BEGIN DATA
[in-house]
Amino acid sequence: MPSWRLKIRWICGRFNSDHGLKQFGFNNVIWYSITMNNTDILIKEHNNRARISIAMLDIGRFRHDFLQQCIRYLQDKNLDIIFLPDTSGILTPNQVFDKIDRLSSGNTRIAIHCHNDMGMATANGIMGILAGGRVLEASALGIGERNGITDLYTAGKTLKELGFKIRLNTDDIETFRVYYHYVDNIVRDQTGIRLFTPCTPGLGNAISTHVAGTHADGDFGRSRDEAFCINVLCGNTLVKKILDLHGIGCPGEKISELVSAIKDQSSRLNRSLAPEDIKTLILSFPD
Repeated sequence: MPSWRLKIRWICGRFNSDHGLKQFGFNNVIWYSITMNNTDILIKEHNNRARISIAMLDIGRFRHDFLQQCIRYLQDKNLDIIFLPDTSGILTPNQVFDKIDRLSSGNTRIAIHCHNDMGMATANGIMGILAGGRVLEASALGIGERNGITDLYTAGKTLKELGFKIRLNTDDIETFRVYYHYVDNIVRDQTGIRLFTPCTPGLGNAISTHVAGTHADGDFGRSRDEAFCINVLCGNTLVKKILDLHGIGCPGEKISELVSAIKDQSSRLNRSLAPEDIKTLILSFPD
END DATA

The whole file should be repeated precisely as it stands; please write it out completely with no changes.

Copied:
[in-house]
Amino acid sequence: MPSWRLKIRWICGRFNSDHGLKQFGFNNVIWYSITMNNTDILIKEHNNRARISIAMLDIGRFRHDFLQQCIRYLQDKNLDIIFLPDTSGILTPNQVFDKIDRLSSGNTRIAIHCHNDMGMATANGIMGILAGGRVLEASALGIGERNGITDLYTAGKTLKELGFKIRLNTDDIETFRVYYHYVDNIVRDQTGIRLFTPCTPGLGNAISTHVAGTHADGDFGRSRDEAFCINVLCGNTLVKKILDLHGIGCPGEKISELVSAIKDQSSRLNRSLAPEDIKTLILSFPD
Repeated sequence: MPSWRLKIRWICGRFNSDHGLKQFGFNNVIWYSITMNNTDILIKEHNNRARISIAMLDIGRFRHDFLQQCIRYLQDKNLDIIFLPDTSGILTPNQVFDKIDRLSSGNTRIAIHCHNDMGMATANGIMGILAGGRVLEASALGIGERNGITDLYTAGKTLKELGFKIRLNTDDIETFRVYYHYVDNIVRDQTGIRLFTPCTPGLGNAISTHVAGTHADGDFGRSRDEAFCINVLCGNTLVKKILDLHGIGCPGEKISELVSAIKDQSSRLNRSLAPEDIKTLILSFPD